5 things to know about the late Harper Lee

Harper Lee, the Pulitzer Prize winning author of ‘To Kill A Mockingbird” died Friday at her home in Monroeville, Ala. She was 89.

NEW YORK - MARCH 13: (U.S. TABS AND HOLLYWOOD REPORTER OUT) Playwright Horton Foote, writer Harper Lee and actor Robert Duvall attend Signature Theatre Company honors Horton Foote on the eve of his 90th birthday at the Ritz Carlton March 13, 2006 in New York City. (Photo by Paul Hawthorne/Getty Images)

NEW YORK – MARCH 13: (U.S. TABS AND HOLLYWOOD REPORTER OUT) Playwright Horton Foote, writer Harper Lee and actor Robert Duvall attend Signature Theatre Company honors Horton Foote on the eve of his 90th birthday at the Ritz Carlton March 13, 2006 in New York City. (Photo by Paul Hawthorne/Getty Images)

It was only last year that the author’s second book, “Go Set a Watchman” was published to both praise and some criticism. Her sophomore effort came more than 50 years after her now classic debut, but had been written in the 1950s.

Read more: Marja Mills discusses living next to ‘Mockingbird’ author Harper Lee

Lee spent the decades between books avoiding the spotlight. She was known for shunning interviews and to the confusion and dismay of her many fans, she never felt the need to follow-up the runaway success of her first novel with a second one.

In fact, the release of Watchman came with some controversy from those who wondered if an aging Lee had been coerced into releasing the book.

While it isn’t easy to get to know someone who always seems to be described as a recluse, here are five things you should know about Harper Lee:

Her given name isn’t Harper Lee. Lee was born Nelle Harper Lee on April 28, 1926 in Monroeville, Ala. She didn’t like her name because people would mispronounce it as “Nellie” instead of “Nell,” so she dropped it and kept on moving,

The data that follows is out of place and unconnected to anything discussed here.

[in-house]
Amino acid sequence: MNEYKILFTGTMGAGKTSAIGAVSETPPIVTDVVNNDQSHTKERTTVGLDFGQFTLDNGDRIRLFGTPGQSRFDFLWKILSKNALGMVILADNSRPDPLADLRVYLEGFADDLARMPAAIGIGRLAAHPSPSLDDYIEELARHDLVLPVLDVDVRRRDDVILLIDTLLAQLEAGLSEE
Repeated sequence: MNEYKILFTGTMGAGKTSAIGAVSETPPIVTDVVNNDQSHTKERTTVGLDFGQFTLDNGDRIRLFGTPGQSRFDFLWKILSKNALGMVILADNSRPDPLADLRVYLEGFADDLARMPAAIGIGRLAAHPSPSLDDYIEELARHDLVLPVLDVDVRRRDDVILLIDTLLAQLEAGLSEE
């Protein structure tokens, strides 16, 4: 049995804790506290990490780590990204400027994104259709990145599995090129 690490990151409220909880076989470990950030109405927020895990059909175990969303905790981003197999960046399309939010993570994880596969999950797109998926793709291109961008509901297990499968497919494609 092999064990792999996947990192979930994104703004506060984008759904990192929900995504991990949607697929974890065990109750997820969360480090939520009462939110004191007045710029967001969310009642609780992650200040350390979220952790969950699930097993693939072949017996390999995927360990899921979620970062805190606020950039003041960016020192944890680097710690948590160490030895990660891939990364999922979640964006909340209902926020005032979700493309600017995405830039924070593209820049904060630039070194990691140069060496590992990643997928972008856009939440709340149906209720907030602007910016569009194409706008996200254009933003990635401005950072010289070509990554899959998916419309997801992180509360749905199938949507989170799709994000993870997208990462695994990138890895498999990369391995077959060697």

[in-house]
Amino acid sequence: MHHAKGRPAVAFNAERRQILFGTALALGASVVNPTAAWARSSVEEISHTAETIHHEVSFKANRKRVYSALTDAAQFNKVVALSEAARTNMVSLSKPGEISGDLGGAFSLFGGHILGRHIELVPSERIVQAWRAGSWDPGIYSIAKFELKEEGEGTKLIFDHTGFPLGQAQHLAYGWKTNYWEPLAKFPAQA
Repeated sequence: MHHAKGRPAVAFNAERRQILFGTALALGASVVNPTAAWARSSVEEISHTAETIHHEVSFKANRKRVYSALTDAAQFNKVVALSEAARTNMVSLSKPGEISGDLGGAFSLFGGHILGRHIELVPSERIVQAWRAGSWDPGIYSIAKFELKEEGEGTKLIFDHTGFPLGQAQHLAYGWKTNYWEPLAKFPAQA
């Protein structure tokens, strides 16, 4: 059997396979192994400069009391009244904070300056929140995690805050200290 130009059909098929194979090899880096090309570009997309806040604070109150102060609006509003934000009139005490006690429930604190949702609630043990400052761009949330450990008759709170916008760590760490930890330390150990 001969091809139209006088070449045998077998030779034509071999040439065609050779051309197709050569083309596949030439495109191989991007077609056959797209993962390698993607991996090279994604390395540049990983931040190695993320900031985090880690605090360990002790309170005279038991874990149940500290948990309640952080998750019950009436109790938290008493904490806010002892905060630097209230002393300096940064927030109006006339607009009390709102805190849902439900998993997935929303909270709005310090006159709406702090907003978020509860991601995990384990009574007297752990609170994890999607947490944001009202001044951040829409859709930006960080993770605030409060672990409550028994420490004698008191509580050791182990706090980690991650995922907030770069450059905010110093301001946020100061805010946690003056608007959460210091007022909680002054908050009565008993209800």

Her mother played a small part in her first novel. Atticus Finch, the main character in Lee’s novel takes his last name from her mother, Frances Cunningham Finch Lee. Lee’s mother suffered from mental illness, possibly bipolar disorder, and rarely left the house.

She had a frenemy before the word existed. Lee’s friendship with fellow author Truman Capote began when Lee would protect Capote from bullies in their hometown (Capote was living with relatives of his mother.) He became the basis for the character Dill in TKAM as Lee was the basis for a character in Capote’s first novel. Later, when Capote’s literary star was on the rise, Lee would be unable to shake speculation from interviewers that Capote had written her novel. She was hurt when Capote credited her work on “In Cold Blood” — she helped him conduct research and compile pages of notes — as an acknowledgement.

Lee was a college dropout. She made two attempts at attending college. First, she attended Huntingdon College, then transferred to University of Alabama at Tuscaloosa to study law and presumably follow in her father’s footsteps. She joined the sorority Chi Omega, but even then was described as a loner. Lee dropped out, moved to New York and did time as an airline reservations agent. It wasn’t until she found a benefactor that she quit her job and began writing her novel.

For a half-century, she made history. Several authors have won a Pulitzer Prize for their first books including Josephine Johnson, John Kennedy Toole, Jhumpa Lahiri, Harper Lee, Margaret Mitchell, Paul Harding and Allen Drury. Until the publication of Go Set a Watchman last year, Lee was the only author who won the award for the only book he/she had ever written. 

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